FTC looks 'favorably’ on firms that report data breach

FTC looks 'favorably’ on firms that report data breach
© Getty Images

The Federal Trade Commission advised companies Wednesday that it looks positively on cooperation when conducting investigations into data security breaches. 

The agency said it would view a company that had reported a breach on its own and cooperated with law enforcement “more favorably” than one that had not. 

ADVERTISEMENT
“In our eyes, a company that has reported a breach to the appropriate law enforcers and cooperated with them has taken an important step to reduce the harm from the breach,” said Mark Eichorn, the agency’s assistant director for privacy and identity protection. 

The warning was made in a blog post describing what private companies can expect when “the FTC comes to call” about an investigation, which could later lead to enforcement action. 

The FTC noted it would be looking for consumer protection violations, and would factor in steps the company took to help customers who were harmed. It would also look at a company’s overall data security practices and whether they were reasonable.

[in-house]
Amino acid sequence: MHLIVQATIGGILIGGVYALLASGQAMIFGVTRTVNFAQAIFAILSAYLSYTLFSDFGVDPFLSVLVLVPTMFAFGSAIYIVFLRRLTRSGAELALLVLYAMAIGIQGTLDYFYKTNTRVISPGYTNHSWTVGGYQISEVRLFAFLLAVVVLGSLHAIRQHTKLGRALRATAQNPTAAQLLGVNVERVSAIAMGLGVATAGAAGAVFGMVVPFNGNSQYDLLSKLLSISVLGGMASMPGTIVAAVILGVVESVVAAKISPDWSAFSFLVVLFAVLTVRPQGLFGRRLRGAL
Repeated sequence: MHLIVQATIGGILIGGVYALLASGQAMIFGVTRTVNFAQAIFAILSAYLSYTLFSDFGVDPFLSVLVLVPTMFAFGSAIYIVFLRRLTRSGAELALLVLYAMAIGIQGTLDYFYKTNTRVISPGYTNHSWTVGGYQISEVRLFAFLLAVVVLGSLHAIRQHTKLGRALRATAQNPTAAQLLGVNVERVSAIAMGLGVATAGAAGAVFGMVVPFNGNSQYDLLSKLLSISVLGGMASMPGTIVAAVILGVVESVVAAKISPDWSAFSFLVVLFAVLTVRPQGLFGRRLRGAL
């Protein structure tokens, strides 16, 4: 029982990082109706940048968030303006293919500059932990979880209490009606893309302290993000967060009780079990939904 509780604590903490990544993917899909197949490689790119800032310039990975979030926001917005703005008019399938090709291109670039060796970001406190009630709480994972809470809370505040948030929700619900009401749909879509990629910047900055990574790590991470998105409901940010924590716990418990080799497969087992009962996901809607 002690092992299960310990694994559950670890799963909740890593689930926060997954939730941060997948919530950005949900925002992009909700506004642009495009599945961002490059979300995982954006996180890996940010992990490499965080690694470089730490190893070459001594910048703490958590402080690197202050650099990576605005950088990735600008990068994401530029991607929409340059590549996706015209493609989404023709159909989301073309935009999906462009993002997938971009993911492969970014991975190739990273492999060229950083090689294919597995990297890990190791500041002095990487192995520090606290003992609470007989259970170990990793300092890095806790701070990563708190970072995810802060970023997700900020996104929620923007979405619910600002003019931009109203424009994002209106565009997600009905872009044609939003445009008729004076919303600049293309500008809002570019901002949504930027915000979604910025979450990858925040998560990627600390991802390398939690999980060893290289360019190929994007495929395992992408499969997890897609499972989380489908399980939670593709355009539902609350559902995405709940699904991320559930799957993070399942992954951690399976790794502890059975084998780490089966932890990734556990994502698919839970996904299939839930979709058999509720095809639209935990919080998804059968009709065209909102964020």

“In addition, we’ll often ask companies to provide information about the consumer harm — or likely harm — that flowed from a breach or about consumer complaints relating to security issues,” Eichorn said. 

The FTC’s advisory comes as security breaches become an ever-increasing problem and lawmakers in Congress debate cybersecurity legislation that would include increased information sharing between the government and private companies. 

According to an FTC report released last year, the agency has brought about 50 data security cases in a little more than a decade. Last year alone, the FTC touted action against Snapchat, Fandango, Credit Karma, Verizon and others. 

For example, the agency accused Snapchat of deceiving customers about the amount of personal data collected and its security procedures. The agency last year alleged that Snapchat’s “Find Friends feature resulted in a security breach that enabled attackers to compile a database of 4.6 million Snapchat usernames and phone numbers.”

The company was forced to create a privacy plan that will be monitored for years, but no monetary fines were levied.